A bill in the Oklahoma Legislature that would remove the licensing and training requirements for weapon owners released the House of State Representatives on Wednesday with mostly Republican support.
The bill – Room 2597 – approved in 70-30 votes, with all 24 Democrats in opposition along with a handful of Republicans. A similar bill approved both the Assembly and the Senate last year but was vetoed at the Gov era. Mary Fallin for the concerns of the forces of order
"What this is allowed is, as the Constitution states, that a person can carry a weapon without having to buy that right," he told reporters Rep Republican Kevin West. "The Constitution clearly states that we have the right to keep and carry arms".
"What this is allowed, as the Constitution states, is that a person can carry a weapon without having to acquire that right.The Constitution clearly states that we have the right to keep and carry arms."  – Rep. Of State Kevin West
OVER 450 PEOPLE IN FLORIDA ORDER TO GIVE UP THE GUNS ACCORDING TO THE NEW LAW, DECLARATION OF THE REPORT
He said that the bill would benefit the poor and would remove a barrier to the ownership of weapons. If passed, background checks would still be needed. Before the Wednesday session, the arms control defenders left 2,400 signatures against legislation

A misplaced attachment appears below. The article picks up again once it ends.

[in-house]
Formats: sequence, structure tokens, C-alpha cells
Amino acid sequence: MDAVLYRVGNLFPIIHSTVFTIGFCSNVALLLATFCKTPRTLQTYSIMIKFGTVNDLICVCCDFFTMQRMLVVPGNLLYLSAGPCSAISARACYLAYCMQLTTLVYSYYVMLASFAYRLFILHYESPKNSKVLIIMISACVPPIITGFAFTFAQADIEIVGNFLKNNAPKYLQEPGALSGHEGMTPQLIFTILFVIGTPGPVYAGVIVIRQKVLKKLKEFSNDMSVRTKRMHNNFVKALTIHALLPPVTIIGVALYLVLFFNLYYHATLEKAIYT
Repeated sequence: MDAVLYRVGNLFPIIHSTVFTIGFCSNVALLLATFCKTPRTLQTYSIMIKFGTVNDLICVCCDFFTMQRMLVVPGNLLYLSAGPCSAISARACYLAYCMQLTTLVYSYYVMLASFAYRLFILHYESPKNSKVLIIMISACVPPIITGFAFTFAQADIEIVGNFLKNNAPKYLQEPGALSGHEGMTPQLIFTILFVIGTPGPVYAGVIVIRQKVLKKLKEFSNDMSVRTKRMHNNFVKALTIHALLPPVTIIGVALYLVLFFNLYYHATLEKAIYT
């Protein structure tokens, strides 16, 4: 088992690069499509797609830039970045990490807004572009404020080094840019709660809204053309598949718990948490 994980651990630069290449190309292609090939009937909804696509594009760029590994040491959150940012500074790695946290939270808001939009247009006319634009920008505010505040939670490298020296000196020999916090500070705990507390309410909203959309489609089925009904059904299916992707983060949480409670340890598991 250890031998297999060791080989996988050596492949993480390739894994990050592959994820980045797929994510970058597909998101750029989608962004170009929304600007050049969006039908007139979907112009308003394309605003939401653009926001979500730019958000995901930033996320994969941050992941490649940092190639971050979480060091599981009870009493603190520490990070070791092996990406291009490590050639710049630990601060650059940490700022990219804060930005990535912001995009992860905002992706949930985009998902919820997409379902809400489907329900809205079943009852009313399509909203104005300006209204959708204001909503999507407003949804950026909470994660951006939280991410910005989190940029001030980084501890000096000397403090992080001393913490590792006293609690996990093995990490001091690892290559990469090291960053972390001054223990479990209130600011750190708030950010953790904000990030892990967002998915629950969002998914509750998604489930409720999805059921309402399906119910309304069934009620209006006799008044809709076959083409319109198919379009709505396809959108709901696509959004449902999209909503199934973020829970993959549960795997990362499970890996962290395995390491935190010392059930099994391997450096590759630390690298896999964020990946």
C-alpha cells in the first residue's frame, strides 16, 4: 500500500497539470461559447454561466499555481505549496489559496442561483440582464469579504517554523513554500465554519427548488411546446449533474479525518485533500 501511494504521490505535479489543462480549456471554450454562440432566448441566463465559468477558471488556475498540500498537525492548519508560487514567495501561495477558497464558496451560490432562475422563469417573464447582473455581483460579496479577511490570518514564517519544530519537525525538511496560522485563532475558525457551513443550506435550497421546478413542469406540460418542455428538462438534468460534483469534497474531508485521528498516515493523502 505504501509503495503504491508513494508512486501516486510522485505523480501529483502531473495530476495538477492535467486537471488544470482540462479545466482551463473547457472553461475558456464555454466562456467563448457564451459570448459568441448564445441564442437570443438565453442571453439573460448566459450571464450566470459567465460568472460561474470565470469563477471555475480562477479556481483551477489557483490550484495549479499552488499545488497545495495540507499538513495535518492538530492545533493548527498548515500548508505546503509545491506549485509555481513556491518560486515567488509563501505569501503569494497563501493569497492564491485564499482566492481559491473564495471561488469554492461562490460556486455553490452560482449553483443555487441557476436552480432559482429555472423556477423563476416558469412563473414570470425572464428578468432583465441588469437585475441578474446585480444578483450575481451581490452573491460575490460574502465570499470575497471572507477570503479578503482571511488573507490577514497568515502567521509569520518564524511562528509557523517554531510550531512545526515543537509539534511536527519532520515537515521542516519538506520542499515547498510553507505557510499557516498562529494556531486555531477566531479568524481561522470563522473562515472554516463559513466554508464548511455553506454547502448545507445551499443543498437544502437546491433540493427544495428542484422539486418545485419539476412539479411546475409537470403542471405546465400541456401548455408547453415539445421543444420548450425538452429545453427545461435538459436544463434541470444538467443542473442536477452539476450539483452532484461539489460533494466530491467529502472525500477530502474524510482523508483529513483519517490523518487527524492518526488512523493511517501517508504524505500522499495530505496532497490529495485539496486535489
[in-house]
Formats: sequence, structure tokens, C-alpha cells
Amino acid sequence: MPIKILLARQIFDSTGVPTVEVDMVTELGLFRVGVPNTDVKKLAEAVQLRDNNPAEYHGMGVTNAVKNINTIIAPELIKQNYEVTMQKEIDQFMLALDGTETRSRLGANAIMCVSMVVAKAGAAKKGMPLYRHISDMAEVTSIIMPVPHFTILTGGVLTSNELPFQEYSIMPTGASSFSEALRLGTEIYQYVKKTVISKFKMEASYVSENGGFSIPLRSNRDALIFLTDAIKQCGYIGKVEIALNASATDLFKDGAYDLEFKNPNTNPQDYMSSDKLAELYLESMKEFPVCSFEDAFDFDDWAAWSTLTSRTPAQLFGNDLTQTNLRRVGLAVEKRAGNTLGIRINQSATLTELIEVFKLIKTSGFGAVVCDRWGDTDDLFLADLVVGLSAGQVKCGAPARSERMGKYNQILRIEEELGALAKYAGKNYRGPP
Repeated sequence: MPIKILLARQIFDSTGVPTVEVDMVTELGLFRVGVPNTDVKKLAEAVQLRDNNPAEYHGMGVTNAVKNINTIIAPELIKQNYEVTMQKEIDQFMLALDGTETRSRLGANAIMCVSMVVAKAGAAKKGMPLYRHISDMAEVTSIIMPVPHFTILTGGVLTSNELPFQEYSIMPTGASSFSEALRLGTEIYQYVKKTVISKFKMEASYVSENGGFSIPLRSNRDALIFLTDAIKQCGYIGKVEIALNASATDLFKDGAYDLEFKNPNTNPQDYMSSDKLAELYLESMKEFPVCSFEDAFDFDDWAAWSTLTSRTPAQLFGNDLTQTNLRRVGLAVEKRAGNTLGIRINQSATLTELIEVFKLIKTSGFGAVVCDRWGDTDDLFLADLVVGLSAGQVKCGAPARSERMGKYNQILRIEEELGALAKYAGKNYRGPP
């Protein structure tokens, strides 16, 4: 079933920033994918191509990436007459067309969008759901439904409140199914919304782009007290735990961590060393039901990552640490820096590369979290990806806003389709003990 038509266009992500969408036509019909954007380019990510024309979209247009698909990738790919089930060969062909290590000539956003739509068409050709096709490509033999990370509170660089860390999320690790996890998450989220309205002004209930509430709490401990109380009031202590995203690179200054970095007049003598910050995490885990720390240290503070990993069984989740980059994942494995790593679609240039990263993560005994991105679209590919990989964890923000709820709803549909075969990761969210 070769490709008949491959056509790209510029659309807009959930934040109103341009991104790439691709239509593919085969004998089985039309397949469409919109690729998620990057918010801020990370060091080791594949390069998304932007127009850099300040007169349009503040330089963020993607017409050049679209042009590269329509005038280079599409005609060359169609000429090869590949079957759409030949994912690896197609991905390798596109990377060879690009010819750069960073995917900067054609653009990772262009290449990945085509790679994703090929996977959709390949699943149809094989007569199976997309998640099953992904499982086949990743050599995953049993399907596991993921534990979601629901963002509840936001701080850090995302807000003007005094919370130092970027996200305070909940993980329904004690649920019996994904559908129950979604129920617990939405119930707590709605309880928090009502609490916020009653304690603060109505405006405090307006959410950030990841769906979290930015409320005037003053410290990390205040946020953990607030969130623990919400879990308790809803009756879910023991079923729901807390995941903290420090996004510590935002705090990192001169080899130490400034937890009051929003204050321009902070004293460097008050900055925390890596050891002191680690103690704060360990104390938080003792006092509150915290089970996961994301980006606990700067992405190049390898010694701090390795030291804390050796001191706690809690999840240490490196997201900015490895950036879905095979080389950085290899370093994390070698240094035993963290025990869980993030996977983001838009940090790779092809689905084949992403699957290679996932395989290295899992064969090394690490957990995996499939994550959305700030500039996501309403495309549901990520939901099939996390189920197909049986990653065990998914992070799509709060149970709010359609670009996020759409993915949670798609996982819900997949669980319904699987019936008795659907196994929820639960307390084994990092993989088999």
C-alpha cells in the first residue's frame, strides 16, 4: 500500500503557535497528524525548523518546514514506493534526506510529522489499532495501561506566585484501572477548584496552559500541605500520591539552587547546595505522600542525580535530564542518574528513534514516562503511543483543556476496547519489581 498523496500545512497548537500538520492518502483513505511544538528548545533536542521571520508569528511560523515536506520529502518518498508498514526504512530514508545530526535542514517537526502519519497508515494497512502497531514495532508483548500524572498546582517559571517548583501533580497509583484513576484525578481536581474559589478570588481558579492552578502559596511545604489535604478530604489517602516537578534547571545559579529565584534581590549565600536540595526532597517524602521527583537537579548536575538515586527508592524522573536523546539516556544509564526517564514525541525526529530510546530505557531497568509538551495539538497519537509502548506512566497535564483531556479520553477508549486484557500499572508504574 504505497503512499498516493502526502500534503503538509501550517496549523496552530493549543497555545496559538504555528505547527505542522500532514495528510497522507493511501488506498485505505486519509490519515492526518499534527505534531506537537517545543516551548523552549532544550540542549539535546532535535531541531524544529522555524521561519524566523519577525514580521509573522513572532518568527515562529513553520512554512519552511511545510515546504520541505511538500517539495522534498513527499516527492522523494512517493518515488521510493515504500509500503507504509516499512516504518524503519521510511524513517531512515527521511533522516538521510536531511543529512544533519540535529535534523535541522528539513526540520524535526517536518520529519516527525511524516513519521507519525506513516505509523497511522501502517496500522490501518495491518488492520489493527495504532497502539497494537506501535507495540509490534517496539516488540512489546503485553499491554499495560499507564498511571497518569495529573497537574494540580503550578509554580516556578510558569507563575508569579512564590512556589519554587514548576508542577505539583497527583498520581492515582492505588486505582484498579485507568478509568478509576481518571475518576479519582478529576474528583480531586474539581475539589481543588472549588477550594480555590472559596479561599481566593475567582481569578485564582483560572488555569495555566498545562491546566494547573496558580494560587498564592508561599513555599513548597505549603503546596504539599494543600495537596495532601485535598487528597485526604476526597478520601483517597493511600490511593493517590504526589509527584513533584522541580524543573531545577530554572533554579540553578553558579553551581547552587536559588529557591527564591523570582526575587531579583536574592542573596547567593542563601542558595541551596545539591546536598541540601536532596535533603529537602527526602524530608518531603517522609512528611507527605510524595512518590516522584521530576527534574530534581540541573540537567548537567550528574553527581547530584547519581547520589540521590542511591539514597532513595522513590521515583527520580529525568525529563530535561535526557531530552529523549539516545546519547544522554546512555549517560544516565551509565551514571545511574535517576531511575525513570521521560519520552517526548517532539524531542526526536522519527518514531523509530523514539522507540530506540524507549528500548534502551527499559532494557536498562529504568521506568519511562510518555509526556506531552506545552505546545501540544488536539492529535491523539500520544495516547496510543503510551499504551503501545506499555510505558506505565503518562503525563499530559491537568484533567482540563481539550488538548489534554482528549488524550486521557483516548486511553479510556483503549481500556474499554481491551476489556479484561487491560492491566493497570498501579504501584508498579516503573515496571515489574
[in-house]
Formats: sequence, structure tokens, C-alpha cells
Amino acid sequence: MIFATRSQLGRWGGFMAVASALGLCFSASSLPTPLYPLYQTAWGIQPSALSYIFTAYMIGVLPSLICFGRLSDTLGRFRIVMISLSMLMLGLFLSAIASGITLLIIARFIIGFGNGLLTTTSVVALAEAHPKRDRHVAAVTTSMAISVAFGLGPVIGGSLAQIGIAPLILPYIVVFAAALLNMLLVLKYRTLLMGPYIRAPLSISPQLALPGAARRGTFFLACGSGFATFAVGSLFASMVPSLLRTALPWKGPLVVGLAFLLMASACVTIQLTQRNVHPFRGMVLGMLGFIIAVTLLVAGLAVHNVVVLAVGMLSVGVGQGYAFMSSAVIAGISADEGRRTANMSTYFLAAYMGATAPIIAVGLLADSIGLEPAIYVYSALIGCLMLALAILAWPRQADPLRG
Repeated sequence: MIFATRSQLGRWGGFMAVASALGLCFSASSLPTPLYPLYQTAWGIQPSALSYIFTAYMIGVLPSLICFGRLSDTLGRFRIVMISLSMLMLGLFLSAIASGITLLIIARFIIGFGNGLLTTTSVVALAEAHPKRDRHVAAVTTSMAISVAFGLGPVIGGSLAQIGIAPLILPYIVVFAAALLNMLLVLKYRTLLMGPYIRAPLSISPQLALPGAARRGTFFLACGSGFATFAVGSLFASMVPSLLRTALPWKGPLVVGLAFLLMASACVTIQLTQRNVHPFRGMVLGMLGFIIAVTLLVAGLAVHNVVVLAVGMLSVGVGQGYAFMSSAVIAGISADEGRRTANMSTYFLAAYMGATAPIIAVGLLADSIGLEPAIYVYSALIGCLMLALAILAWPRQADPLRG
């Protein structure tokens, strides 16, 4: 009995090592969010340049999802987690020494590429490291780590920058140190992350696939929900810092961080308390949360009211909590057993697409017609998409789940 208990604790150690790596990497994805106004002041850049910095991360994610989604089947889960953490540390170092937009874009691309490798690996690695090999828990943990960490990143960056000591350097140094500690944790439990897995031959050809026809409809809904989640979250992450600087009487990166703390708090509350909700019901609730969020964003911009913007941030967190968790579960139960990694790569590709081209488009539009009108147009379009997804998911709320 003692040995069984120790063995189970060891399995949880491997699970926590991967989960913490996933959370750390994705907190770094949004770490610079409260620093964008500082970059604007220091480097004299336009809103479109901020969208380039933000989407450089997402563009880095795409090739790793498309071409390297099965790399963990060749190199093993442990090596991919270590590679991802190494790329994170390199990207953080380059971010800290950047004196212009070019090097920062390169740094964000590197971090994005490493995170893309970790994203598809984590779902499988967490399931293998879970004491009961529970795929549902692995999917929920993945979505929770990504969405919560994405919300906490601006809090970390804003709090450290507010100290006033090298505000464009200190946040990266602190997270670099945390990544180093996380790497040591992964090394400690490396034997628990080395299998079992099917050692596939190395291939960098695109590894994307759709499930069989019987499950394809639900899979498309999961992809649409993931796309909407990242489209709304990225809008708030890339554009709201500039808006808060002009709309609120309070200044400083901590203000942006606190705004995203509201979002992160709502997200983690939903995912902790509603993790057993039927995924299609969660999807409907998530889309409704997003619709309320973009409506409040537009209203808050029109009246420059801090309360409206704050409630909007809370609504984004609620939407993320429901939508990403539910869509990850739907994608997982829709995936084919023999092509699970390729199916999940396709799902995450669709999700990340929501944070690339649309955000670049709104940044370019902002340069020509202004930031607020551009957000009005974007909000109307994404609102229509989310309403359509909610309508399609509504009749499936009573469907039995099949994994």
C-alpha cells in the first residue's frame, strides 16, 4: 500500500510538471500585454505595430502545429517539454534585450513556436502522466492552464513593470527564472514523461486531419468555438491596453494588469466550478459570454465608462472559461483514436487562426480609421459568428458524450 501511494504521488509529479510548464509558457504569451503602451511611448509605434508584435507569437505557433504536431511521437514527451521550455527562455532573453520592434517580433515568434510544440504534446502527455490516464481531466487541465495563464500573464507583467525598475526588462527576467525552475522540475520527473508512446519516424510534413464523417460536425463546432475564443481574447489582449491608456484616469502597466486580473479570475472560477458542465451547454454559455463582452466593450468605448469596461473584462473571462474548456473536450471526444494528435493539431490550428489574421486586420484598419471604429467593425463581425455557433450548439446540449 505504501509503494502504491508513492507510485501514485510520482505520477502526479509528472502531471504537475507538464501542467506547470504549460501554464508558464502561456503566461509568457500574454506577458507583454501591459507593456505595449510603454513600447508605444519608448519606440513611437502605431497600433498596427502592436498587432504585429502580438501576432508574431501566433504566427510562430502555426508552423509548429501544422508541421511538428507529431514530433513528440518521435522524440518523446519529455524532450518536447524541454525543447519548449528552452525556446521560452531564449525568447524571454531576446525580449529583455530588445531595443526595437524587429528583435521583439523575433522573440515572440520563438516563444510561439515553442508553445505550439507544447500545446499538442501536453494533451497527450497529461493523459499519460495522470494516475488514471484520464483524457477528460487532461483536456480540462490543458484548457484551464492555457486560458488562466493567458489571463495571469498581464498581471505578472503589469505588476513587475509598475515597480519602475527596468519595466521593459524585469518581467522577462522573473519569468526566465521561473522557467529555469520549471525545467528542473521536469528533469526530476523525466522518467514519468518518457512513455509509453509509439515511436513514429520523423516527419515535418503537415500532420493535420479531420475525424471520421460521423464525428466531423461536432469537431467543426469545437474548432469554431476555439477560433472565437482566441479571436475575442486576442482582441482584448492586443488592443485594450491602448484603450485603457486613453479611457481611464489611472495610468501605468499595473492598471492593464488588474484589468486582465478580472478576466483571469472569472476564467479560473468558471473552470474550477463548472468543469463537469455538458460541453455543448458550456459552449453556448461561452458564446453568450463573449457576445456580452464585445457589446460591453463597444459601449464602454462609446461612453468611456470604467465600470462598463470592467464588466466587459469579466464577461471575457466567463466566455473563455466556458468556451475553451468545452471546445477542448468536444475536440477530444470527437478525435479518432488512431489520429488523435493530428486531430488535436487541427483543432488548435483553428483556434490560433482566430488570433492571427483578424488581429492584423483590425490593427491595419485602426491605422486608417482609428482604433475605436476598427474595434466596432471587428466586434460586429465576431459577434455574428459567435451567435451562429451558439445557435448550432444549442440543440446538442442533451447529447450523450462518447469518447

"These are mothers across the state who do not want to take up arms but are very concerned about their children, their loved ones," said Lauren Van Allen, with Moms Demand Action, the affiliate. FOX KOKH-TV "They believe that if you have a gun, you should be well trained, you should follow the correct procedures just like you would with a car."
LAWMAKER STARTS THE PACKAGING GUN TO SEND MESSAGE TO POTENTIAL VIOLENT PROTESTS
Democrats attempted to portray the bill as hypocritical and unfairly wrong, according to Tusla World.
"If guns make a safer place, why would not you want to make your job safer?" Shane Stone replied, according to the newspaper.
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Rep, Jon Echols argued that owners of responsible weapons would seek independent training.
The bill will pass to the next Senate. Republican Governor Kevin Treat and Republican Senator Greg Treat said both support the concept.
More than a dozen states have removed authorization requirements to hide and transport guns. South Dakota has become the last of January, although arms owners will still be forbidden to bring their weapons to the Statehouse in Pierre and other buildings.